‘If fertiliser can’t be spread it’ll be the start of fodder crisis 2019’
Concerns over farmers’ access to credit to purchase fertiliser were tabled during a meeting of the Joint Committee on Agriculture, Food and the Marine yesterday (Wednesday, April 11).
While the committee met to discuss the current fodder crisis; the importance of ensuring that farmers will have flexible access to credit to buy fertiliser – as soon as weather conditions improve – was underlined to the Minister for Agriculture, Food and the Marine, Michael Creed.
Addressing the meeting, Fianna Fail TD Jackie Cahill said: “The situation will arise out there where farmers, when they go to purchase fertiliser, will have their lines of credit cut off.
They will say that you have exceeded your credit limits due to the amount of feed that you have bought and some farmers won’t get access to fertiliser. This would exacerbate the problem going forward and would increase the shortages for next winter.
With stocks of fodder in the country already running low; access to fertiliser for farmers “cannot be underestimated”, Fianna Fail senator Paul Daly added.
“Their credit with their merchant is at its limit from buying meal and they will not be able to afford to buy fertiliser, which is going to be needed more so than ever before this year because of the weather we have had over the last seven months.
“To build back up the stock that has been used, we are going to need exceptional silage crops this year.
If a farmer is not in a position to spread their fertiliser; we’re at the start of fodder crisis 2019 already.
‘Farmers haven’t got the money’
Meanwhile, Sinn Fein’s agriculture spokesperson stated that farmers – especially in the west and north-west – simply have “no money”.
Even if loans are made available through financial institutions; deputy Kenny believes that some farmers would struggle to make repayments given the tight margins in farming.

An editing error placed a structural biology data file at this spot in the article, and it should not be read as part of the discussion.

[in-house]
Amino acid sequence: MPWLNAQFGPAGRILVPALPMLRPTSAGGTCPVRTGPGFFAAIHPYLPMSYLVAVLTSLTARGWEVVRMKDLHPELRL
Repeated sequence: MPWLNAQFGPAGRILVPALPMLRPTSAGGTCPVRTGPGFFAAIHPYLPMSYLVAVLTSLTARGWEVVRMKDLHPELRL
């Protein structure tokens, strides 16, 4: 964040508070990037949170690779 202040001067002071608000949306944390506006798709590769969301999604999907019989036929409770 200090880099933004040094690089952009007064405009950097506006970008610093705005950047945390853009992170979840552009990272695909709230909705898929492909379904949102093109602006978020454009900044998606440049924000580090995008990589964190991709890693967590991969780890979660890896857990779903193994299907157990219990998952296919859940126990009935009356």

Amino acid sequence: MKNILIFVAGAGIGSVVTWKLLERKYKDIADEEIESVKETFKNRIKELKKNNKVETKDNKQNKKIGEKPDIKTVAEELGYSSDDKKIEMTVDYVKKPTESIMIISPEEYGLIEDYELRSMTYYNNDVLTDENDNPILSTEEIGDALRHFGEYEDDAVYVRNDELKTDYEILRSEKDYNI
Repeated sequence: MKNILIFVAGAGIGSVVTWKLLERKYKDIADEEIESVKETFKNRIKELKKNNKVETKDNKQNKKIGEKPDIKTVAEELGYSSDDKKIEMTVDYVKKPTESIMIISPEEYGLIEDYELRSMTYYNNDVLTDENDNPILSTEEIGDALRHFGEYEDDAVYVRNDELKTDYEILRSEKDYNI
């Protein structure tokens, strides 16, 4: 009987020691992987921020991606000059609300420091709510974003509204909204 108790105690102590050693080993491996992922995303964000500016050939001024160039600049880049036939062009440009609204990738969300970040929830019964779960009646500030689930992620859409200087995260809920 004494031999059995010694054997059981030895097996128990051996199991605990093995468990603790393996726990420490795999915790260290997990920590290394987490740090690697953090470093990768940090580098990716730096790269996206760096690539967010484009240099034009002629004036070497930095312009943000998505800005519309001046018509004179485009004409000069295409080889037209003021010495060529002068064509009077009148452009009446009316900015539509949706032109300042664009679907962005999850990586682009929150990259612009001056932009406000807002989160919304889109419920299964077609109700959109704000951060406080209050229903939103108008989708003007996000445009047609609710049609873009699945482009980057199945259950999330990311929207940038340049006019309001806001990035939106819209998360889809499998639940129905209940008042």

“Farmers haven’t got the money; that’s something that needs to be recognised in all of this.
The agri-food industry is such an important industry in Ireland and it is a huge contributor to our economy. But, unfortunately, the primary producer are not the ones making all of this money; the money is made elsewhere.
“The primary producer is at the bottom rung of the ladder,” he said.
In his response, Minister Creed agreed that if “appropriate action” wasn’t taken now; next year’s fodder crisis could already be “within sight“.
On fertiliser, he said: “As temperatures rise; it is imperative that fertiliser is applied as ground conditions improve so that we get the cycle of growth back going again.”
However, the minister stated that his information indicates that banks and co-ops are not presenting any “impediments” to farmers who are looking to secure fodder or fertiliser as yet.
I am conscious that this prolonged winter will have put some individual farmers under pressure in terms of cash flow. In recognition of this, I have invited the CEOs of the main banks to meet with me to discuss the current cash flow and liquidity position of the primary sector.
“I will emphasis to them the nature of the situation and I will ask that they be flexible and put in place measures to support their customers.
“My department liaises with the banks on an ongoing basis and the banks have indicated that there are no signs that there is a liquidity issue across the sector as a whole; while acknowledging that there may be pressures in individual cases,” the minister said.